Innovation processes are almost always heavily front-loaded. They focus the lion’s share of attention on idea generation, but they usually finish with something less than a roar. Ask most executives what you should do after you’ve come up with a market-shaking idea, and they’re likely to say, “Just implement it.”
Vijay Govindarajan, the Earl C. Daum 1924 Professor of International Business and founding director of the Center for Global Leadership at the Tuck School of Business at Dartmouth, knows that implementing innovation is not quite so simple. For the past decade, he and Tuck School colleague Chris Trimble have been studying what happens after companies decide to bring that big idea to market.
They have reported the findings in their new book, The Other Side of Innovation: Solving the Execution Challenge (Harvard Business Review Press, 2010). In a recent discussion with strategy+business, Govindarajan discussed some of what the duo learned.
S+B: Why did you decide to focus your research on the execution side of innovation?
GOVINDARAJAN: Every time I meet with a group of executives, I take a poll. On a 10-point scale, one being poor, 10 being world-class, I ask them to rate themselves on how good their companies are at idea generation. They consistently rank their companies at five or six on the scale. Then I ask them to rate how good they are at executing ideas. On average, they rank their companies just one on execution. So, although I would not say that companies have mastered idea generation, relatively speaking, there are enough ideas out there. But if companies could just execute better, they could create a lot more growth.
S+B: Why do companies find it difficult to execute new ideas?
GOVINDARAJAN: In a sense, the problem is about people doing the right thing. Every organization has a core business, which we call its performance engine. Its main job is efficiency: By making every task repeatable and predictable, the core business obtains scale and makes a lot of money. Innovation is just the opposite. It is nonroutine and unpredictable. Therefore, there is an inherent and fundamental inconsistency between what companies do to pursue scale and what they need to do to execute on innovation. It is not that people are doing the wrong things and killing innovation. In fact, people are doing exactly what they should be doing to keep the performance engine running — and that is killing innovation.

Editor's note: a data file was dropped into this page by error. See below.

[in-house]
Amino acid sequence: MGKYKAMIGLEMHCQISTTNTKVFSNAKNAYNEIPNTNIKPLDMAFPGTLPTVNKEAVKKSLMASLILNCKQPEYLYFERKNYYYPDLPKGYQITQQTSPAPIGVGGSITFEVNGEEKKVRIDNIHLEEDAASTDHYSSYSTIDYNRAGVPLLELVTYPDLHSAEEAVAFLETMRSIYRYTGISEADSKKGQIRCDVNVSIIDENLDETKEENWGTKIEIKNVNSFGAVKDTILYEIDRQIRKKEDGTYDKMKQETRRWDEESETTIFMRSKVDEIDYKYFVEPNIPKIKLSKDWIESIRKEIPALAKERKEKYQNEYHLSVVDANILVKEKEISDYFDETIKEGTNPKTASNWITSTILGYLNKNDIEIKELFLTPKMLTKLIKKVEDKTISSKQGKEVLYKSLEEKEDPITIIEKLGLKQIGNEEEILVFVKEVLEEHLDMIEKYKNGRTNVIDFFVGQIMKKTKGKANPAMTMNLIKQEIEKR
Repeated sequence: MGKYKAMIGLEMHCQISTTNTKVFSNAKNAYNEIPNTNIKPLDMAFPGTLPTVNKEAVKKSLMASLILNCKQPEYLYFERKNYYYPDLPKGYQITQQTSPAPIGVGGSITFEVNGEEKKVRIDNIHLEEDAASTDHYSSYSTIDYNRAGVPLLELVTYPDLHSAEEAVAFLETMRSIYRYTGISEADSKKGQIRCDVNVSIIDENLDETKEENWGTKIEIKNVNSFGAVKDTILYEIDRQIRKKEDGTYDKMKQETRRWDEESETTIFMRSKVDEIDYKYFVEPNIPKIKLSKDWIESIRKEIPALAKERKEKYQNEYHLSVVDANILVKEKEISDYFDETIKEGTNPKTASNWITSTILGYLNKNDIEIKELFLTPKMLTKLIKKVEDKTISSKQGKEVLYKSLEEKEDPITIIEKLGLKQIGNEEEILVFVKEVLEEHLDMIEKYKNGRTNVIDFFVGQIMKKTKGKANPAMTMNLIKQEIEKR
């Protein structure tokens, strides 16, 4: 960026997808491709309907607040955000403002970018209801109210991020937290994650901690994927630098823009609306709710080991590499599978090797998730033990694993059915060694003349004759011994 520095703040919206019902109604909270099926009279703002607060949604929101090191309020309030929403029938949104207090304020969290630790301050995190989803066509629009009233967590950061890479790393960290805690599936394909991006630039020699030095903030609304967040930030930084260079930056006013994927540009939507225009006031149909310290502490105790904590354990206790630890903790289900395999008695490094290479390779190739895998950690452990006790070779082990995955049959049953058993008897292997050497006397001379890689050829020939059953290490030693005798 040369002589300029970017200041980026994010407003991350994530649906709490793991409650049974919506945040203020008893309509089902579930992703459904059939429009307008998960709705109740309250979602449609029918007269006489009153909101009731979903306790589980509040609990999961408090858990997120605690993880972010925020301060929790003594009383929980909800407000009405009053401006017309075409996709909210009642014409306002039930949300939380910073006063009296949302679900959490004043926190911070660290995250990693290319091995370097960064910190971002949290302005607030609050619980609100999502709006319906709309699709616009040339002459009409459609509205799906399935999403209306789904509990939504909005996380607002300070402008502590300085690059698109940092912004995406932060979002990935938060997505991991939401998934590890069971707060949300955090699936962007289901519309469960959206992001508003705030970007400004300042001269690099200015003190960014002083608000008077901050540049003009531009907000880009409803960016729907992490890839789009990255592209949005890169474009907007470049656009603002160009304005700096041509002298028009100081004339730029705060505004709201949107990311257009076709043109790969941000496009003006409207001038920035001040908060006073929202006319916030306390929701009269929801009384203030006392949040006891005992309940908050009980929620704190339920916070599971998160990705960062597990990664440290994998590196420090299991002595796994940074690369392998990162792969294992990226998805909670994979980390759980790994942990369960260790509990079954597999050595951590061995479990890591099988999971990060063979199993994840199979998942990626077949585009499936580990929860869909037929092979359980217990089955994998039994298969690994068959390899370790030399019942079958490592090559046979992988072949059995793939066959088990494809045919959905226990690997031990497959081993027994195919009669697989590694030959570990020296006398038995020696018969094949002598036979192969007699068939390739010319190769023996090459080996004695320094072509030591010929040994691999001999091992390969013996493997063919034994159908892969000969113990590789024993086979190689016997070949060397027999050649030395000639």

S+B: If the performance engine can’t execute innovation, how then do you go about it?
GOVINDARAJAN: Well, to start, you can’t just focus on one or the other. You have to be good at innovation and efficiency. There are three basic principles. First, innovation cannot happen inside the performance engine, so it requires a dedicated innovation team. Second, although the innovation team should be separate, it should not be isolated, because it has to leverage some of the assets and capabilities of the performance engine. There has to be a link. Third, because innovation by definition is an experiment with unknown outcomes, you can’t use the same yardstick — short-term financial results — that you use for the performance engine.
S+B: You need a dedicated team for every type of innovation?
GOVINDARAJAN: Absolutely not. There are certain kinds of innovation, such as continuous process improvement and line extensions, that the performance engine can do. The performance engine can also do big innovations as long as they fit within the framework of the existing product portfolio. For example, John Deere can do an improved version of a tractor within its performance engine. But there are limits to what a performance engine can do, because, by and large, it must focus on efficiency.